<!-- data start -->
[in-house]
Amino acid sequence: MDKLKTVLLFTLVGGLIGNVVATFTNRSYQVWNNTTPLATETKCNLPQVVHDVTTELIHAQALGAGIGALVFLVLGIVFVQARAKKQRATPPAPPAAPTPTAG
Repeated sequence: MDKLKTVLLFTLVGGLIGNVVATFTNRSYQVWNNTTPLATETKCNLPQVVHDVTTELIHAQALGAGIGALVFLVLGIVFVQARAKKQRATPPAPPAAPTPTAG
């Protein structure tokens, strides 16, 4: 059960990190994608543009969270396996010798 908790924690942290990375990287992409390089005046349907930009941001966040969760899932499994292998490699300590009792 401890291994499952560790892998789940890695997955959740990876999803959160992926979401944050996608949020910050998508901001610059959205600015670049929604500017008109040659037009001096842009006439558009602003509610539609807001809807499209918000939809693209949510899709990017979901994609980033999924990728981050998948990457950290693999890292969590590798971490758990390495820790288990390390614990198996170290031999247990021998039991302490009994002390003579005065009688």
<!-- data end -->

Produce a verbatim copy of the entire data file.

[in-house]
Amino acid sequence: MDKLKTVLLFTLVGGLIGNVVATFTNRSYQVWNNTTPLATETKCNLPQVVHDVTTELIHAQALGAGIGALVFLVLGIVFVQARAKKQRATPPAPPAAPTPTAG
Repeated sequence: MDKLKTVLLFTLVGGLIGNVVATFTNRSYQVWNNTTPLATETKCNLPQVVHDVTTELIHAQALGAGIGALVFLVLGIVFVQARAKKQRATPPAPPAAPTPTAG
């Protein structure tokens, strides 16, 4: 059960990190994608543009969270396996010798 908790924690942290990375990287992409390089005046349907930009941001966040969760899932499994292998490699300590009792 401890291994499952560790892998789940890695997955959740990876999803959160992926979401944050996608949020910050998508901001610059959205600015670049929604500017008109040659037009001096842009006439558009602003509610539609807001809807499209918000939809693209949510899709990017979901994609980033999924990728981050998948990457950290693999890292969590590798971490758990390495820790288990390390614990198996170290031999247990021998039991302490009994002390003579005065009688």